One of the problems inherent in the medium of photography is that it doesn’t do abstraction well. What the majority of the viewing public appreciates is a declaration of fact: an easy aesthetic access point to the content of a photograph.
Saul Leiter, however, did abstraction well. Color, shape, shadow are not fixed facts in Leiter’s photographs, they bleed and reconfigure one another constantly. The subjects of his work are amorphous, but the photographs are never pure form.
From Teju Cole’s memoriam in the New Yorker:
"One of the most effective gestures in Leiter’s work is to have great fields of undifferentiated dark or light, an overhanging canopy, say, or a snow drift, interrupted by gashes of color. He returned again and again to a small constellation of subjects: mirrors and glass, shadows and silhouettes, reflection, blur, fog, rain, snow, doors, buses, cars, fedoras. He was a virtuoso of shallow depth of field: certain sections of some of the photographs look as if they have been applied with a quick brush. It will come as no surprise to a viewer of his work that Leiter was also a painter, that his heroes were Degas, Vuillard, and Bonnard, and that he knew the work of Rothko and de Kooning well. There are points of contact between his work and that of photographers like Louis Faurer and Robert Frank, the so-called New York School; but Leiter was an original. He loved beauty."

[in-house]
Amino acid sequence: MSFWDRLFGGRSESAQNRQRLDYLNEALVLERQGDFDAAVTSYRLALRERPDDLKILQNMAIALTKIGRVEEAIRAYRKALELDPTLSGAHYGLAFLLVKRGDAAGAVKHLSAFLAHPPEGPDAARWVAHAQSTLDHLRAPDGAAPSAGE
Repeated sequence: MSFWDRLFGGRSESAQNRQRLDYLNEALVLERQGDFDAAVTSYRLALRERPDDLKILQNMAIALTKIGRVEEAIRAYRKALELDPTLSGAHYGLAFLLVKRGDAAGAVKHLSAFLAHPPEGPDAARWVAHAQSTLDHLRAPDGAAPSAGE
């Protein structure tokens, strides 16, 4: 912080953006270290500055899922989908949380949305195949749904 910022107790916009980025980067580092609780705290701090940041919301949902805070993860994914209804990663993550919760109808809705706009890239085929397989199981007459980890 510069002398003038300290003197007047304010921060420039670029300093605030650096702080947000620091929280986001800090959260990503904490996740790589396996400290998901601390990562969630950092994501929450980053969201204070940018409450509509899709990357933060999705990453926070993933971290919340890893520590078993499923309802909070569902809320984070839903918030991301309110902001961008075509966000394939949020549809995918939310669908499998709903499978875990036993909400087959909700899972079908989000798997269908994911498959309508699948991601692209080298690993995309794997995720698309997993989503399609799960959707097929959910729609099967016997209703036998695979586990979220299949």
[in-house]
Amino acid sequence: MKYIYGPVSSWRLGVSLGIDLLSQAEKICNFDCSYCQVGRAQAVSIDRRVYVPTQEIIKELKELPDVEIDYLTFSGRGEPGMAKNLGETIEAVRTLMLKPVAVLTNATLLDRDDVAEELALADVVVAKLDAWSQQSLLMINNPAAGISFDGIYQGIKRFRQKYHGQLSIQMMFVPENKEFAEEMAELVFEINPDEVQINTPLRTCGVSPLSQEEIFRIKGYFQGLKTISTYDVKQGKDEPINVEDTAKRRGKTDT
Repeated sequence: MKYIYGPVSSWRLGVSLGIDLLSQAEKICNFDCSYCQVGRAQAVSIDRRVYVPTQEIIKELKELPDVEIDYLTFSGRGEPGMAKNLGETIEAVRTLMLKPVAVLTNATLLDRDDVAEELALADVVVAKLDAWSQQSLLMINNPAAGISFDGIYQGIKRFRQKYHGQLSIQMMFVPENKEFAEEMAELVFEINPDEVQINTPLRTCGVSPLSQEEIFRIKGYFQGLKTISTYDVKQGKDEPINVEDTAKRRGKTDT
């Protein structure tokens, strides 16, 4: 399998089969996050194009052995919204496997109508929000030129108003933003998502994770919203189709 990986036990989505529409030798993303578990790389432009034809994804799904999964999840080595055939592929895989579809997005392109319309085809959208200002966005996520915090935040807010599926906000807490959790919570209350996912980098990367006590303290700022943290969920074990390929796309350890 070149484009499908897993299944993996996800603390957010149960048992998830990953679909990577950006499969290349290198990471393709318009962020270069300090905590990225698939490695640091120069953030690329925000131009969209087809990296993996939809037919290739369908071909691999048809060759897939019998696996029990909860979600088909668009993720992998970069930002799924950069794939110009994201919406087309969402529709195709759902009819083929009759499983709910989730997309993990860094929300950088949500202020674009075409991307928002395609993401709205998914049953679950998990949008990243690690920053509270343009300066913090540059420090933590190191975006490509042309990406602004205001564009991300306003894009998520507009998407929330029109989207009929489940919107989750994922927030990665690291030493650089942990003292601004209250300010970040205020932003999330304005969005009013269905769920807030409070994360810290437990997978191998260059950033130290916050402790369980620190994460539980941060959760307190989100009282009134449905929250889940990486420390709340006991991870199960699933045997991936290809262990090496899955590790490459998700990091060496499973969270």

Read the rest here: